Conquering 20 miles by bike

Photos by Valerie and Marie Urbanik | Civitas Media

Reporter Valerie Urbanik prepares for a 20-mile bike ride from Wellington Reservation to the Beaver Creek Reservation Metro Park in Amherst.

Valerie Urbanik heads out of the Wellington Reservation onto Jones Road.

Two bikers were spotted on the North Coast Inland Trail near Oberlin.

The journey ends!

Valerie Urbanik rides down South Lake Street to the Beaver Creek Reservation in Amherst.

A smile stretches across reporter Valerie Urbanik’s face as she pulls into Beaver Creek.

The Wellington Reservation was very quiet at the start of Urbanik’s 20-mile bike ride.

A horse was spotted in a pasture along the 20-mile ride.

Both sides of Quarry Road were covered in blooming lilies.

The sound of birds filled the air as reporter Valerie Urbanik passed by the former Cleveland Quarries in Amherst Township.

A 10-year plan to extend bike paths through Lorain County will connect each of its Metro Parks.

I set out June 25 on a 20-mile bike ride from the Wellington Reservation to Beaver Creek in Amherst to see what it would be like to make a full trek between the parks.

I was full of excitement and ready to ride until just minutes before arriving in Wellington.

That’s when I realized I hadn’t ridden a bike in a year and my nervousness took over. Questions filled my mind: Would I be able to make it? Would I cramp up? Would my legs start screaming in pain, begging to stop?

Luckily, I had no problems conquering my quest and defeating each hill as I slowly pedaled along Jones and Quarry roads.

The Amherst-to-Wellington journey, I learned, wasn’t as difficult as I thought. It took just under two and a half hours.

During that time away from a busy reporter’s desk, I had time to relax and look around. There were birds, a groundhog, beautiful flowers, horses, other riders, unique lawn decorations — a whole world I don’t normally get to notice from my car.

It was great to slow down and take in the sites. I am definitely interested in riding my bicycle more and plan to take advantage of the Metro Parks bike paths once they are completed.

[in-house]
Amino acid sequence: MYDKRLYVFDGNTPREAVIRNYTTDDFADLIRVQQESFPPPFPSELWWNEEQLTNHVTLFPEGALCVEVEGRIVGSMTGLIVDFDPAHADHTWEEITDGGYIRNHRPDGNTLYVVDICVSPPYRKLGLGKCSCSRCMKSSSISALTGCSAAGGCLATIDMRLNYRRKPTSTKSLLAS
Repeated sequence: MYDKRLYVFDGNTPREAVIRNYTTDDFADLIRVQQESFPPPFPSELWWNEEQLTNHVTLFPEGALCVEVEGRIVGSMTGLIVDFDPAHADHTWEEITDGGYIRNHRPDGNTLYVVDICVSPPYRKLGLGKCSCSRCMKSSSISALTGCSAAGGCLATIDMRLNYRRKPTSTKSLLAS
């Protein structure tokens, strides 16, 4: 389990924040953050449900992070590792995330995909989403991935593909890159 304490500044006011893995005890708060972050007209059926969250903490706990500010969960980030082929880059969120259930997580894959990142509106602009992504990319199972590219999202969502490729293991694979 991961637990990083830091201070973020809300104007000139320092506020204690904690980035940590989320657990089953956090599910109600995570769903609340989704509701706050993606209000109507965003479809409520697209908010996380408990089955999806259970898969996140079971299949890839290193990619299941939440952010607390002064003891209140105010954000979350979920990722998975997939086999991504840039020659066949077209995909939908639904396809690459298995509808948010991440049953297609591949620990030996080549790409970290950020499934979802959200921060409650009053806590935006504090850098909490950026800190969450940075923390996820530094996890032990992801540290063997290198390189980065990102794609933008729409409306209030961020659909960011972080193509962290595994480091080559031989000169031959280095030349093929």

Jim Ziemnik, director of county park system, said his plan is to have bike paths connecting Wellington to Lake Erie and east and west across the county.

“It’s really important for our people and the county,” he said. “This will be amazing. It’ll make us very accessible and connected.”

Ziemnik is working with the Lakeshore Rail Group in Wellington to connect the village’s park to Sheffield: “If we could get Wellington to Oberlin started and completed, that ties into the North Coast Inland Trail,” he said.

That 13-mile trail begins on Baird Road in Kipton and travels to Elyria. It also connects with the Back Roads and Beaches Bike Route.

The Metro Parks have already started expanding the North Coast Trail through Elyria toward Cascade Park. It’s expected to be completed in two or three years.

Ziemnik is talking with officials at the village of Wellington and Findley State Park to connect more bike paths to each park in Wellington.

“It’s very do-able,” Ziemnik said. “It’s very much about recreation and also about moving from point A to point B safely.”

He does not plan to have the bike paths stop in Lorain County, but to connect to each surrounding county. “We’re already connected to Huron County and we’re looking to connect to Vermilion and Erie county,” he said.

The director even has his eyes set on connecting to the Cleveland Metro Parks in the future.

Valerie Urbanik can be reached at 440-775-1611 or on Twitter @ValUrbanik.